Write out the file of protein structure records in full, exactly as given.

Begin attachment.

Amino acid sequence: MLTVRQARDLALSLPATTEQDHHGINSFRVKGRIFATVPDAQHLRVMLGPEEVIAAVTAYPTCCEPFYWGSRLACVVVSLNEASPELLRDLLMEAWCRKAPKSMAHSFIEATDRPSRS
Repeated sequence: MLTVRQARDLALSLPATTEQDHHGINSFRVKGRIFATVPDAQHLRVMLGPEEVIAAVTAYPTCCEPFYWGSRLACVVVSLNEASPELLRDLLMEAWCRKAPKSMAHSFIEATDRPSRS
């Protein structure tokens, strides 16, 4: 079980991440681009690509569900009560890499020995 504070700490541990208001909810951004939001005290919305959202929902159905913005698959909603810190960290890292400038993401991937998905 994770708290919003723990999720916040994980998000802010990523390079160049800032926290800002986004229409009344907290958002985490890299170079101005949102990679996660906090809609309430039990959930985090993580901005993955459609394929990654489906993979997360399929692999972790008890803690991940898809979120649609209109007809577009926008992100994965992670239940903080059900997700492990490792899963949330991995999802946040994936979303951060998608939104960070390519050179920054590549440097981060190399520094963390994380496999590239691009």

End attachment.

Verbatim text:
Amino acid sequence: MLTVRQARDLALSLPATTEQDHHGINSFRVKGRIFATVPDAQHLRVMLGPEEVIAAVTAYPTCCEPFYWGSRLACVVVSLNEASPELLRDLLMEAWCRKAPKSMAHSFIEATDRPSRS
Repeated sequence: MLTVRQARDLALSLPATTEQDHHGINSFRVKGRIFATVPDAQHLRVMLGPEEVIAAVTAYPTCCEPFYWGSRLACVVVSLNEASPELLRDLLMEAWCRKAPKSMAHSFIEATDRPSRS
């Protein structure tokens, strides 16, 4: 079980991440681009690509569900009560890499020995 504070700490541990208001909810951004939001005290919305959202929902159905913005698959909603810190960290890292400038993401991937998905 994770708290919003723990999720916040994980998000802010990523390079160049800032926290800002986004229409009344907290958002985490890299170079101005949102990679996660906090809609309430039990959930985090993580901005993955459609394929990654489906993979997360399929692999972790008890803690991940898809979120649609209109007809577009926008992100994965992670239940903080059900997700492990490792899963949330991995999802946040994936979303951060998608939104960070390519050179920054590549440097981060190399520094963390994380496999590239691009």